Abnormal results: Higher than normal levels of estradiol or estrone will be seen in case of tumours of ovaries, testicles or adrenal gland; cirrhosis; early puberty in girls; or delayed puberty in boys.

Lower than normal levels of these two hormones could be an indication of the following conditions:

  • Primary ovarian insufficiency, which causes early menopause before the age of 40 years. It is associated with absence of periods for more than 3-6 months.
  • Turner syndrome, a chromosomal abnormality of the X chromosome, may also show ovarian insufficiency.
  • Anorexia nervosa is an eating disorder in which an individual restricts food intake to an extent that it affects the development and maintenance of the body.
  • Polycystic ovarian syndrome (PCOS), a highly prevalent condition in women of child-bearing age, which can lead to infertility. In this condition, insulin abnormalities and obesity are also commonly observed. Symptoms of PCOS are observed after the onset of the menstrual cycle in a girl’s life and may be more pronounced later in life. PCOS is diagnosed using an ultrasound that shows multiple cysts in ovaries.

Estriol levels usually rise to higher than normal levels during pregnancy, and a lower than normal value indicates Trisomy 21 or Down’s Syndrome in the foetus.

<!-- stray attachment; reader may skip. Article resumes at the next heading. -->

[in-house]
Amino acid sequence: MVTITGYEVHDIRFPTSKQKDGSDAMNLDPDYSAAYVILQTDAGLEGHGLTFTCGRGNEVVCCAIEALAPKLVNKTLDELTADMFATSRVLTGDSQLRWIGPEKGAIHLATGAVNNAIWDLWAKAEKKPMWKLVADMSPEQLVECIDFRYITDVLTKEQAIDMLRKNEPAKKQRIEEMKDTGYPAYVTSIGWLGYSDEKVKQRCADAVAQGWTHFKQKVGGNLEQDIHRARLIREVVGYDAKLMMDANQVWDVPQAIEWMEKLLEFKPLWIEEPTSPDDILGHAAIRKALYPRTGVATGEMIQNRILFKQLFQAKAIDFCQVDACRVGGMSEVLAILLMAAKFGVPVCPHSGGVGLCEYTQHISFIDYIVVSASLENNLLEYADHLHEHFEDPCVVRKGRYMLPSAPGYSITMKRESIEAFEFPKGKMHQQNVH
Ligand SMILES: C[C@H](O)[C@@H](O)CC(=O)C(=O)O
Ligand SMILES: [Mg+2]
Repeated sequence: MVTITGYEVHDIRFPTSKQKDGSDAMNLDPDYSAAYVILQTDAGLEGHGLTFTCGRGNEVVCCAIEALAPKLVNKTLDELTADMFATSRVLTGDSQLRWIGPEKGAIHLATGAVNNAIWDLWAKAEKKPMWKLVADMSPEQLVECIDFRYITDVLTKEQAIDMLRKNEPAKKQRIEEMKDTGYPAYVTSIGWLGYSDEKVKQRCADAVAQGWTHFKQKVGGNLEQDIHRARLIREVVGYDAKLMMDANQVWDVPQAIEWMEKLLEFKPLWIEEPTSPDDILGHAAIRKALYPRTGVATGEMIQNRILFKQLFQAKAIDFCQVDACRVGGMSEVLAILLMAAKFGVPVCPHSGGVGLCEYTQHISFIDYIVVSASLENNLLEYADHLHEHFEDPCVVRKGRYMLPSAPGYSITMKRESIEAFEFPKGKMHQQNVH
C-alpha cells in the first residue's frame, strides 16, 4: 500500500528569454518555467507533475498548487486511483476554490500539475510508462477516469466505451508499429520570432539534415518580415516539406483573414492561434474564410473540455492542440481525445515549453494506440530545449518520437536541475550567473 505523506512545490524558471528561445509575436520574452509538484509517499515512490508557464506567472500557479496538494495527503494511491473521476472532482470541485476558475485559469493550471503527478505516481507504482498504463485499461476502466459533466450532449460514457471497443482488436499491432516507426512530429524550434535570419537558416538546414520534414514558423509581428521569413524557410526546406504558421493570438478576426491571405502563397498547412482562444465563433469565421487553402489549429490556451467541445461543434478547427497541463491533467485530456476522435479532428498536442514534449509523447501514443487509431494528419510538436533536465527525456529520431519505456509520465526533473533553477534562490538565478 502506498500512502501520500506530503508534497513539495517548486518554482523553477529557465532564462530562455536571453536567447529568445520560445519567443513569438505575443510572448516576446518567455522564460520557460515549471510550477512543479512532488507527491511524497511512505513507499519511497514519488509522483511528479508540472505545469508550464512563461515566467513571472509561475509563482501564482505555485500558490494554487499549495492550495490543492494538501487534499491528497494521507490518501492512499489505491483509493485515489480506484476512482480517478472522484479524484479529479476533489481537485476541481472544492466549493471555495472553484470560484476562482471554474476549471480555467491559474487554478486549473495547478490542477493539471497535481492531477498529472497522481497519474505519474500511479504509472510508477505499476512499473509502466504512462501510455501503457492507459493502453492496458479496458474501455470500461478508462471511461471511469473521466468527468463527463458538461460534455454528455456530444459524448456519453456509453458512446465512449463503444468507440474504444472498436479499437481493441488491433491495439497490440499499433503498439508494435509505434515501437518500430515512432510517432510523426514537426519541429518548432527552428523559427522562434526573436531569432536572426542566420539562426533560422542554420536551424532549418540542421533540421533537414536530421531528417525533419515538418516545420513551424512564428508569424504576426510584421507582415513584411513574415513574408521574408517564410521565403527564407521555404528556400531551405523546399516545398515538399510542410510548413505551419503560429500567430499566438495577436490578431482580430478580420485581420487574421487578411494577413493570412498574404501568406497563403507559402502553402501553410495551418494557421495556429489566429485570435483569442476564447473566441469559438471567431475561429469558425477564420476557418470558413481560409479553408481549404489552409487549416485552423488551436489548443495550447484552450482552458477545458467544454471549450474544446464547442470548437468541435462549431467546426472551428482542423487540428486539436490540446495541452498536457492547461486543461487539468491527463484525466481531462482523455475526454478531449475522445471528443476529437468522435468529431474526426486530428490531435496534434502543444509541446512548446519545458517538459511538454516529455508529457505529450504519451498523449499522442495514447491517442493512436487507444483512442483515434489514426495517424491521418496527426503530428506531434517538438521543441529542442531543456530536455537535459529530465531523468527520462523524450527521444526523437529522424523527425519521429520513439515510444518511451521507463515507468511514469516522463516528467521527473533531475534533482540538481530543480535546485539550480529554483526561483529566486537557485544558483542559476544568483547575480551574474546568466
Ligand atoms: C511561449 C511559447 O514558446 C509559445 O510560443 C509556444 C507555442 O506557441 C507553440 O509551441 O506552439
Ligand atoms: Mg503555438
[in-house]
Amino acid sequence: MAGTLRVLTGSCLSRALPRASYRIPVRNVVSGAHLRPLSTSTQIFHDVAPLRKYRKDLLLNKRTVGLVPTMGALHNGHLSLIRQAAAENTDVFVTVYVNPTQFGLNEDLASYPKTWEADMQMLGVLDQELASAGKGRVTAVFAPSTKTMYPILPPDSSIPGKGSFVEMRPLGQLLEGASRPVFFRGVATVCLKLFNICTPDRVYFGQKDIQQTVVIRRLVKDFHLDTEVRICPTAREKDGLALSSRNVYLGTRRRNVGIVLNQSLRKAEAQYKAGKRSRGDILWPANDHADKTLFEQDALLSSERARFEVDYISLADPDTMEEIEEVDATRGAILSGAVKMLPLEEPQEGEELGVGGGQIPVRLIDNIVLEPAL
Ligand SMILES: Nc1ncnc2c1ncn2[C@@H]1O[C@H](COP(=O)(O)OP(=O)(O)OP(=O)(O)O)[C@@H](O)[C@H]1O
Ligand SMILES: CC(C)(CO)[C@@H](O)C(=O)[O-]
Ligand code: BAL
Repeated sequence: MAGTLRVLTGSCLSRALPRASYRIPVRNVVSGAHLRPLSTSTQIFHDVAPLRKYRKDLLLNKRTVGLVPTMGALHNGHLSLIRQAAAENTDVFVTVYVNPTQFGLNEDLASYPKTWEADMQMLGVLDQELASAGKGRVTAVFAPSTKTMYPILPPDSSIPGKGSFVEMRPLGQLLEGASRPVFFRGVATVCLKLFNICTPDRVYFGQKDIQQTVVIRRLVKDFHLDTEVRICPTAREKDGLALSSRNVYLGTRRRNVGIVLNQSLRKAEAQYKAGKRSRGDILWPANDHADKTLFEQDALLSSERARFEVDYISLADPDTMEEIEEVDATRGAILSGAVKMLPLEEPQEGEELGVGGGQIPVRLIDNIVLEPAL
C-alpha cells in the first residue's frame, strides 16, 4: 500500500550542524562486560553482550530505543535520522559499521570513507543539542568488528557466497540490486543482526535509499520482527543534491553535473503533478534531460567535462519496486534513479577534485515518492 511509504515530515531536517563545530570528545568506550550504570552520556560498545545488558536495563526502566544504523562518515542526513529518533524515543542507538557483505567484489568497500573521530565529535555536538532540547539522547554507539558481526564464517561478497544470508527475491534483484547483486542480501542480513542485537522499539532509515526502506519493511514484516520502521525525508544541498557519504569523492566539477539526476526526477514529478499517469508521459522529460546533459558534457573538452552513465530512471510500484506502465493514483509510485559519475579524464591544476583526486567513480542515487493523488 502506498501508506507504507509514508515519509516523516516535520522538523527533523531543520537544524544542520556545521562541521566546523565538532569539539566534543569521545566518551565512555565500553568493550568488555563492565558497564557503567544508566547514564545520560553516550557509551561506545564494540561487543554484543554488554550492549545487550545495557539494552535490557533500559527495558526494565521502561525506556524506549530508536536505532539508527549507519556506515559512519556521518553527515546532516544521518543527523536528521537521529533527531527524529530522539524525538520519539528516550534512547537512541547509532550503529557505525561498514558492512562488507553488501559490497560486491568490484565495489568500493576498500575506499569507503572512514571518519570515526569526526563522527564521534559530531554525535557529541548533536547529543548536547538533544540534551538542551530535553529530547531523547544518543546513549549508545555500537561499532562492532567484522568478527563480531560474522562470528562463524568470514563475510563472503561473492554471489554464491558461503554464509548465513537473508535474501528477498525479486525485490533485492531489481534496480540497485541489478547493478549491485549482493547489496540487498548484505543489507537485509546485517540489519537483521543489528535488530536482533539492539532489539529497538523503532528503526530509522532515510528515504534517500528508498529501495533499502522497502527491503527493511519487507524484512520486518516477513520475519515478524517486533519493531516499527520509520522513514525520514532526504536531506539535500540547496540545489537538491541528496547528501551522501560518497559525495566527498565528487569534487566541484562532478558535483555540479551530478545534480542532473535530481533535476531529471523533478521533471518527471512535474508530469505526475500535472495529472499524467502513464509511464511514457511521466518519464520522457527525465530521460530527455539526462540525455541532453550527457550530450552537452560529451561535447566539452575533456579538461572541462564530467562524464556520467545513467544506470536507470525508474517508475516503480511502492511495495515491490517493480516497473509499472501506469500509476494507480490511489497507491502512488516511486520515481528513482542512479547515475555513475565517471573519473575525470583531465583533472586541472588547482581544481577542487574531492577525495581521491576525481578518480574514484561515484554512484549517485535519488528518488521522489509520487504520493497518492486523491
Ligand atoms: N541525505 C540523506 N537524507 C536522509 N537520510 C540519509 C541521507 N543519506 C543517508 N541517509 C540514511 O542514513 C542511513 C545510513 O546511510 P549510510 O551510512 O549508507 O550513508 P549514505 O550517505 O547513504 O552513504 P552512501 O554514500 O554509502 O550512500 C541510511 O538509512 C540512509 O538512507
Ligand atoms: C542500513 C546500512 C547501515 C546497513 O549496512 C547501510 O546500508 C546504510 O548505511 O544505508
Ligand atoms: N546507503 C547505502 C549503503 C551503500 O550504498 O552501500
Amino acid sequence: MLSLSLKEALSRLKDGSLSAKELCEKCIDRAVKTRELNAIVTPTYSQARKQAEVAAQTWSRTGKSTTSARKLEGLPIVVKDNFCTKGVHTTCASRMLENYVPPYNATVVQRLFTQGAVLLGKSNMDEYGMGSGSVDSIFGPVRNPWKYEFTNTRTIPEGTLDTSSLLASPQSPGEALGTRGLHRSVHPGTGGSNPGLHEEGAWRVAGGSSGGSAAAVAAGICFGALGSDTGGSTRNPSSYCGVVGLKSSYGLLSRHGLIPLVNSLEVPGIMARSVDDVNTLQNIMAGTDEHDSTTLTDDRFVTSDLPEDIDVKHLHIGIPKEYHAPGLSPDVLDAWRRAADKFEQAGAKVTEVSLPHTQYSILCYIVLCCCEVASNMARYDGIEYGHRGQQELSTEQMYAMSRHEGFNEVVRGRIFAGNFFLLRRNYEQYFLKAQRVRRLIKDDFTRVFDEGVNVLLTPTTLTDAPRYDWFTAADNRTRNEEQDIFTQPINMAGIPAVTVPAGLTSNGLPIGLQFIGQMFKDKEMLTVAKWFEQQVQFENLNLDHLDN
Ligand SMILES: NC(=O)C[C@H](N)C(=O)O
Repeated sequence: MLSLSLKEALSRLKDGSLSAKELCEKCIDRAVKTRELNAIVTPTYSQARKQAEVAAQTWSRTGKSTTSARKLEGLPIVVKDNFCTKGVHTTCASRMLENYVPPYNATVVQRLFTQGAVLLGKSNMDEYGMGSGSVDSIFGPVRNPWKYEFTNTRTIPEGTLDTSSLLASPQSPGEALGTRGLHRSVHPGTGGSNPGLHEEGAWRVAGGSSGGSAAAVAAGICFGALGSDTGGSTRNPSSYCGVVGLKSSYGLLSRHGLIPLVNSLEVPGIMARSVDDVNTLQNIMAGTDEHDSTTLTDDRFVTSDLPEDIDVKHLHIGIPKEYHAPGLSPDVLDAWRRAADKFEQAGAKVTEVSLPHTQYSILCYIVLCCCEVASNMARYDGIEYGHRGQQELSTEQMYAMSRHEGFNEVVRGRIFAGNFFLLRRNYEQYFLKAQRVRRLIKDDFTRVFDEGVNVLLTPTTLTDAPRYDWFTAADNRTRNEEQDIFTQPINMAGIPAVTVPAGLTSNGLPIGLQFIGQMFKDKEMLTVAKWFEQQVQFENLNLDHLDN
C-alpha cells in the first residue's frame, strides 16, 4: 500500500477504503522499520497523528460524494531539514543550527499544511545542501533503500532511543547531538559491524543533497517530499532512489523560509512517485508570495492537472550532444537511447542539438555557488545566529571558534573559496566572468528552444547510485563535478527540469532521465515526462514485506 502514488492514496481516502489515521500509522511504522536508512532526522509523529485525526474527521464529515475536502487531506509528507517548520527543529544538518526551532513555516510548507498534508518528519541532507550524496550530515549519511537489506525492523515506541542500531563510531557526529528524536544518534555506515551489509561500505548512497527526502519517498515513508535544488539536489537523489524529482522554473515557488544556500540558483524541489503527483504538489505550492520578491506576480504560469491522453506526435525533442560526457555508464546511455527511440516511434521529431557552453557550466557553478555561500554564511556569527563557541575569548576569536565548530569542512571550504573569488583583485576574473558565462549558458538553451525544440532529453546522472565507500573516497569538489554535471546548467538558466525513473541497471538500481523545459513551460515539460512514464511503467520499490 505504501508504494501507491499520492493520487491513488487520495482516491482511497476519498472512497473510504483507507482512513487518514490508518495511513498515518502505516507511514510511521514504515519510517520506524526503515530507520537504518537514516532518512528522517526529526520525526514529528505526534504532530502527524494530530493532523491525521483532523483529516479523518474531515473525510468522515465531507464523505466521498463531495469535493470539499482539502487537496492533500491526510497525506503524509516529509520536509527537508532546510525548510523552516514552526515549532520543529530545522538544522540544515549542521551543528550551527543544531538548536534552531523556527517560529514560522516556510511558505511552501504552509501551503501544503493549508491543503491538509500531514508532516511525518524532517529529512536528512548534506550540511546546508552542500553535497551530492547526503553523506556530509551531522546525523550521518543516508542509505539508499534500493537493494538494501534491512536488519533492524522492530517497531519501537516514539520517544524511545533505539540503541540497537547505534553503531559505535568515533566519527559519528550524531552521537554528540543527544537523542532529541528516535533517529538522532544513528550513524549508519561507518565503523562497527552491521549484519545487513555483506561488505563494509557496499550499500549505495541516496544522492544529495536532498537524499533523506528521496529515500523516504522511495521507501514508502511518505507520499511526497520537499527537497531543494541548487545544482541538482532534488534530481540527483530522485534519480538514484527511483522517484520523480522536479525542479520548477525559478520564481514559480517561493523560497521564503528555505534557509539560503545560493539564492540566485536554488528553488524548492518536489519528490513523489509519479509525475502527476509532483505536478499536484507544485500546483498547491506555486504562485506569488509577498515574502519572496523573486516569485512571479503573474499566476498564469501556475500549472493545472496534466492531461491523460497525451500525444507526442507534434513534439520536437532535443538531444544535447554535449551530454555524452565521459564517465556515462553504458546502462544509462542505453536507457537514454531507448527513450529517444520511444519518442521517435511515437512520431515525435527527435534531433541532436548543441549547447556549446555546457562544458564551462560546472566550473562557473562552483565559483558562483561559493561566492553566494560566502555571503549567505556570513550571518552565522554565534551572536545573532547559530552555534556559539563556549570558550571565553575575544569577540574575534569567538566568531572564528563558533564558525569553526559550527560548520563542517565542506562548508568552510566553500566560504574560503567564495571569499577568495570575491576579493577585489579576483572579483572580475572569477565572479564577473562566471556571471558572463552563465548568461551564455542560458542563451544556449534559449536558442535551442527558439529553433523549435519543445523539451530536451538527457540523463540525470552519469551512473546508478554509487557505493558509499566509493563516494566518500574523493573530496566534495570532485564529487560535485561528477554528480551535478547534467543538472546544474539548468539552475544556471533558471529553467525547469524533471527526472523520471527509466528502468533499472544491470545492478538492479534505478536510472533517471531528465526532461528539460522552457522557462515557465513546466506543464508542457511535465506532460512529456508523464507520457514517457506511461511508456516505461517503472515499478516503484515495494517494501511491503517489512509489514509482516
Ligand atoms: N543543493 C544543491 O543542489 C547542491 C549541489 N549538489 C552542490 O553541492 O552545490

Disclaimer: All results must be clinically correlated with the patient’s complaints to make a complete and accurate diagnosis. The above information is provided from a purely educational perspective and is in no way a substitute for medical advice from a qualified doctor.

References

  1. Tortora GJ, Derrickson B. Principles of Anatomy and Physiology. 14th ed. USA: John Wiley & Sons, Inc; 2014. Chapter 18.11, Ovaries and Testes pp 646.
  2. Tripathi KD. Essentials of Medical Pharmacology. 6th edition. New Delhi: Jaypee Brothers Medical Publishers Pvt Ltd; 2009. Chapter 22. Estrogens, Progestins and Contraceptives pp 297-318
  3. Jameson JL, Kasper DL, Fauci A.S, Longo DL, Hauser S.L, Loscalzo J. Harrison’s Principles of Internal Medicine. 20th ed. USA: McGraw Hill education; 2018. Chapter 385, Disorders of the female reproductive system pp 2787-2793.
  4. Jameson JL, Kasper DL, Fauci AS, Longo DL, Hauser SL, Loscalzo J. Harrison’s Principles of Internal Medicine. 20th ed. USA: McGraw Hill education; 2018. Chapter 384, Disorders of the Testes and the Male reproductive system pp 2769-2786.
  5. Jameson JL, Kasper DL, Fauci AS, Longo DL, Hauser SL, Loscalzo J. Harrison’s Principles of Internal Medicine. 20th ed. USA: McGraw Hill education; 2018. Chapter 388, Menopause and post menopausal hormone therapy pp 2803-2809.
  6. MedlinePlus Medical Encyclopedia: US National Library of Medicine; Estrogen Levels Test
  7. Lab Tests Online. Washington D.C.: American Association for Clinical Chemistry; Progesterone
  8. US Food and Drug Administration (FDA) [internet]; Ovulation (Saliva Test)
  9. Merck Manual Consumer Version [Internet]. Kenilworth (NJ): Merck & Co. Inc.; c2018. Ectopic Pregnancy
  10. UW Health [Internet]. Madison (WI): University of Wisconsin Hospitals and Clinics Authority; Health Information: Progesterone
  11. National Heart, Lung, and Blood Institute [Internet]. Bethesda (MD): U.S. Department of Health and Human Services; Blood Tests
  12. UW Health [Internet]. Madison (WI): University of Wisconsin Hospitals and Clinics Authority; Health Information: Primary Ovarian Insufficiency